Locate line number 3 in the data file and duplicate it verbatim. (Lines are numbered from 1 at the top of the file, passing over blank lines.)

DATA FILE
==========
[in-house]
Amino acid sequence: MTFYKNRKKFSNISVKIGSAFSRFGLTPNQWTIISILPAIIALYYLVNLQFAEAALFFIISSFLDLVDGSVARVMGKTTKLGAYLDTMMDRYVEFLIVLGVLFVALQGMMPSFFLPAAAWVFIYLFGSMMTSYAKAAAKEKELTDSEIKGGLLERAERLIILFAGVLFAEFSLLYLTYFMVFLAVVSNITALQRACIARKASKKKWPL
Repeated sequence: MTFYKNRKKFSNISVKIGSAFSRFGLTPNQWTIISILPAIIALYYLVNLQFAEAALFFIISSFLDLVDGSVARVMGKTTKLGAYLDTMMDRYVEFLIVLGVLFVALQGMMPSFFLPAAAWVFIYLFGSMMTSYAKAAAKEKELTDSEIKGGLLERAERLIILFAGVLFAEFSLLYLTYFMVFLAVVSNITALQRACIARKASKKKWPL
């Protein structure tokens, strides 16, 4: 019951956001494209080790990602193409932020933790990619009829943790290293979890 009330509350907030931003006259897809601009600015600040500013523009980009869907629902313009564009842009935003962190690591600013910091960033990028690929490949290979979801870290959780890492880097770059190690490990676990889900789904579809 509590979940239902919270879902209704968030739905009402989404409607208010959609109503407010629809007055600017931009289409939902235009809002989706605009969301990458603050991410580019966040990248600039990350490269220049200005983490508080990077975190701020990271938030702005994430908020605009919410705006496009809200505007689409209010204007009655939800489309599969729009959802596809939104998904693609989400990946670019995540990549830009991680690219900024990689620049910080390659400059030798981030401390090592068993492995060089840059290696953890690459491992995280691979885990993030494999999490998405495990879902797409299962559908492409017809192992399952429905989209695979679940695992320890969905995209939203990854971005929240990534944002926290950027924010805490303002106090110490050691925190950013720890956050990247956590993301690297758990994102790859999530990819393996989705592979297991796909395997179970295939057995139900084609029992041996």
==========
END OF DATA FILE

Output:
Repeated sequence: MTFYKNRKKFSNISVKIGSAFSRFGLTPNQWTIISILPAIIALYYLVNLQFAEAALFFIISSFLDLVDGSVARVMGKTTKLGAYLDTMMDRYVEFLIVLGVLFVALQGMMPSFFLPAAAWVFIYLFGSMMTSYAKAAAKEKELTDSEIKGGLLERAERLIILFAGVLFAEFSLLYLTYFMVFLAVVSNITALQRACIARKASKKKWPL